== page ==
On April 5, 1977, Jim Forest received a phone call that his friend and collaborator Adolfo Pérez Esquivel, had been kidnapped by the Argentinian government. The most likely outcome was death. From his office in the Netherlands, Jim and his staff worked to free Adolfo. They nominated him for the Nobel Peace Prize as a publicity stunt to embarrass the Argentinian government. Within hours, hundreds of papers picked up the story, and fourteen months later Adolfo was released. Expecting nothing more to come of this, Jim thought he had received a prank call the next summer when the Nobel committee called to inform him that Adolfo had won the prize.
Not wanting to waste this opportunity, Jim arranged for a meeting in Rome with Pope John Paul II. At this meeting, their goal was to ask the pope that Arturo Rivera Damas be appointed as the permanent successor to the recently assassinated Óscar Romero. Pope John Paul went on to grant their request.
Jim was born November 2, 1941, to two communists. Though Jim was at times embarrassed by his family’s outsider status, he attributed his upbringing to teaching him about the plight of the poor, something that paved the way to becoming a Christian. As a child, he also learned about the horrors of war when a minister at a local Methodist parish hosted two victims of the bombings of Hiroshima and Nagasaki who had come to the US for reconstructive surgery. Peering at their silk veils, Jim came to learn that hospitality to those in need, those suffering, was far more important than politics. Despite his many encounters with political events over the coming decades, he always kept in mind that it was people who ultimately mattered.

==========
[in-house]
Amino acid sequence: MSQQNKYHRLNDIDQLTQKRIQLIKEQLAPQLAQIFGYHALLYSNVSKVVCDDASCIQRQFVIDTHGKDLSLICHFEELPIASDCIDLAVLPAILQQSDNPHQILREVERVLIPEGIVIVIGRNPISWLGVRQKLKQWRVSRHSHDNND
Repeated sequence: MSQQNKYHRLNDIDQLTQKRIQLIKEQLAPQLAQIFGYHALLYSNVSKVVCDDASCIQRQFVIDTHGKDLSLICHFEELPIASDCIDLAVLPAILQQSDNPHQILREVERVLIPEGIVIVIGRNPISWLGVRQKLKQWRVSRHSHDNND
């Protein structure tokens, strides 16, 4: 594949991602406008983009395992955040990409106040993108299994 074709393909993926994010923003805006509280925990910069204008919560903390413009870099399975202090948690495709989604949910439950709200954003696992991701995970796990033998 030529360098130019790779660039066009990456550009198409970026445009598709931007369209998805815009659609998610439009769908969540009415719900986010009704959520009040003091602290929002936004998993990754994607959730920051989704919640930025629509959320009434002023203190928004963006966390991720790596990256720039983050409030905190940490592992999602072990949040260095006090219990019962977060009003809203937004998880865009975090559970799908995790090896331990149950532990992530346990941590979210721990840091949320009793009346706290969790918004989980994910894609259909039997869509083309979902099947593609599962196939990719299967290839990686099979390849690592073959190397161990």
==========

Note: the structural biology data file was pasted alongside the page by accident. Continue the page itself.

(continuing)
It is unsurprising then that in 1960, while serving in the Navy, Jim would find a kindred spirit in Dorothy Day. Dorothy was a former communist and Catholic convert who founded the Catholic Worker movement, a network of houses of hospitality that served the poor and promoted peace. Shortly after discovering Dorothy’s writings, Jim visited Dorothy’s community in Manhattan.